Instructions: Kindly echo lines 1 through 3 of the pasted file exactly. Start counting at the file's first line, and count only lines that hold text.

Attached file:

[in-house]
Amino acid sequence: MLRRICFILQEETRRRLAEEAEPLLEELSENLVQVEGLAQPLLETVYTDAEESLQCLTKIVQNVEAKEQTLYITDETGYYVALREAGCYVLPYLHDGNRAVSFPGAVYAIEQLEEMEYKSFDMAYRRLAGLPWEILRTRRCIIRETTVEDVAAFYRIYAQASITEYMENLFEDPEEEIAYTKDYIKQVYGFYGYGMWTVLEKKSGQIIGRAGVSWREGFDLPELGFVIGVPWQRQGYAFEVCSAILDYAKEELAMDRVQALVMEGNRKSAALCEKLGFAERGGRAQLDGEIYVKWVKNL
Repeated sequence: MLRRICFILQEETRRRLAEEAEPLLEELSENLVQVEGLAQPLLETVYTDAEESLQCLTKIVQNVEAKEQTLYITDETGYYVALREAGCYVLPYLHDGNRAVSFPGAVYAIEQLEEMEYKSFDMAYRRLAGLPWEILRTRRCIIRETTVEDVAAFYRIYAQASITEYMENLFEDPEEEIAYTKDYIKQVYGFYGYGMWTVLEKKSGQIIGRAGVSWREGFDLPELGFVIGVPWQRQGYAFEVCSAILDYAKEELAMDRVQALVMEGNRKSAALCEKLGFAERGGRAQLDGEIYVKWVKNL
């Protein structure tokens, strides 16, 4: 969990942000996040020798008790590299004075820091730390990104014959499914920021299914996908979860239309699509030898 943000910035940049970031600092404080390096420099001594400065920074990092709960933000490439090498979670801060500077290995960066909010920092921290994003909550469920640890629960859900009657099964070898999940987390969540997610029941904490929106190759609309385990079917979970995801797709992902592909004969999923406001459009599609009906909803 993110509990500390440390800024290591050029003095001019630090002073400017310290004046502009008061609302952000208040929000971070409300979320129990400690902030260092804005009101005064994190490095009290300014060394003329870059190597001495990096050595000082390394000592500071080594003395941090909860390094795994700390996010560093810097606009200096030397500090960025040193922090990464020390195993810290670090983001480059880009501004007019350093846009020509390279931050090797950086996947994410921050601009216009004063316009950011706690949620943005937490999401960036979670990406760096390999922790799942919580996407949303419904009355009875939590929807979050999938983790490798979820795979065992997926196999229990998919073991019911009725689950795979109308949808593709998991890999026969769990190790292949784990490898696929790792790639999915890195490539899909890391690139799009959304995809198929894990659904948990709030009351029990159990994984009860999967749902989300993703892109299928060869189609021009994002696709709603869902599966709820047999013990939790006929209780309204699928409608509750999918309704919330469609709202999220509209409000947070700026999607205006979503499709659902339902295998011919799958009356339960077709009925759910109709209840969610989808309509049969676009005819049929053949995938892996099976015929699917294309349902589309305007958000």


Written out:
[in-house]
Amino acid sequence: MLRRICFILQEETRRRLAEEAEPLLEELSENLVQVEGLAQPLLETVYTDAEESLQCLTKIVQNVEAKEQTLYITDETGYYVALREAGCYVLPYLHDGNRAVSFPGAVYAIEQLEEMEYKSFDMAYRRLAGLPWEILRTRRCIIRETTVEDVAAFYRIYAQASITEYMENLFEDPEEEIAYTKDYIKQVYGFYGYGMWTVLEKKSGQIIGRAGVSWREGFDLPELGFVIGVPWQRQGYAFEVCSAILDYAKEELAMDRVQALVMEGNRKSAALCEKLGFAERGGRAQLDGEIYVKWVKNL
Repeated sequence: MLRRICFILQEETRRRLAEEAEPLLEELSENLVQVEGLAQPLLETVYTDAEESLQCLTKIVQNVEAKEQTLYITDETGYYVALREAGCYVLPYLHDGNRAVSFPGAVYAIEQLEEMEYKSFDMAYRRLAGLPWEILRTRRCIIRETTVEDVAAFYRIYAQASITEYMENLFEDPEEEIAYTKDYIKQVYGFYGYGMWTVLEKKSGQIIGRAGVSWREGFDLPELGFVIGVPWQRQGYAFEVCSAILDYAKEELAMDRVQALVMEGNRKSAALCEKLGFAERGGRAQLDGEIYVKWVKNL